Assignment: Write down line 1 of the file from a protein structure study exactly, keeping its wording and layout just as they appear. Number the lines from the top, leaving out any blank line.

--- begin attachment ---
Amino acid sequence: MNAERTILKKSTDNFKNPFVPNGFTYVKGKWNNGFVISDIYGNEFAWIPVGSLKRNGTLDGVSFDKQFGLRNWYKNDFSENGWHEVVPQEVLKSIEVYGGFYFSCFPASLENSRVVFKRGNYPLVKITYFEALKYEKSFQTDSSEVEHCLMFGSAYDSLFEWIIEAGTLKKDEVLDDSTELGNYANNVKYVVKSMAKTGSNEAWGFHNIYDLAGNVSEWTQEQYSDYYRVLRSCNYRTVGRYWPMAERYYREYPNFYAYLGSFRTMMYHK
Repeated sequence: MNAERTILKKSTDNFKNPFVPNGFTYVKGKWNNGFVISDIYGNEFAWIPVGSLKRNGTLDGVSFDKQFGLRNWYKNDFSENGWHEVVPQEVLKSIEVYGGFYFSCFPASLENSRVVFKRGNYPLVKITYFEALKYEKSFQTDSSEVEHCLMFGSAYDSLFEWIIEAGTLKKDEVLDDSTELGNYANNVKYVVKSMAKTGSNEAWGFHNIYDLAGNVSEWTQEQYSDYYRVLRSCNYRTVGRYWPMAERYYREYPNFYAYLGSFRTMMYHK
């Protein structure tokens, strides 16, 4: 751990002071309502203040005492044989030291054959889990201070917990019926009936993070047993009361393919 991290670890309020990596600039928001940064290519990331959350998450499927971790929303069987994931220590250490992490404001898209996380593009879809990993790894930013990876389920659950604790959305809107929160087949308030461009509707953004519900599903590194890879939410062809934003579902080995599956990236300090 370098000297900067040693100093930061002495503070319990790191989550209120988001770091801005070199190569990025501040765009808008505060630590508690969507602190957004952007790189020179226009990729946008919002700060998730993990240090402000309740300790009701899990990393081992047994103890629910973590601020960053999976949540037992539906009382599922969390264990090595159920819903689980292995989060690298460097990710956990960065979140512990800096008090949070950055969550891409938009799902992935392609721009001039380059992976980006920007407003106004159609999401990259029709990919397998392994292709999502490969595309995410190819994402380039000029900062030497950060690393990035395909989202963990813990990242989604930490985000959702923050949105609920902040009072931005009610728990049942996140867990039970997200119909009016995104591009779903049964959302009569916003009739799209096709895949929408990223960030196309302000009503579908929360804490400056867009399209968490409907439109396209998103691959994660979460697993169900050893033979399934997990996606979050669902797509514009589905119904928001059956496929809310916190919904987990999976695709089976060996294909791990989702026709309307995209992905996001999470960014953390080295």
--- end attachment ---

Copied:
Amino acid sequence: MNAERTILKKSTDNFKNPFVPNGFTYVKGKWNNGFVISDIYGNEFAWIPVGSLKRNGTLDGVSFDKQFGLRNWYKNDFSENGWHEVVPQEVLKSIEVYGGFYFSCFPASLENSRVVFKRGNYPLVKITYFEALKYEKSFQTDSSEVEHCLMFGSAYDSLFEWIIEAGTLKKDEVLDDSTELGNYANNVKYVVKSMAKTGSNEAWGFHNIYDLAGNVSEWTQEQYSDYYRVLRSCNYRTVGRYWPMAERYYREYPNFYAYLGSFRTMMYHK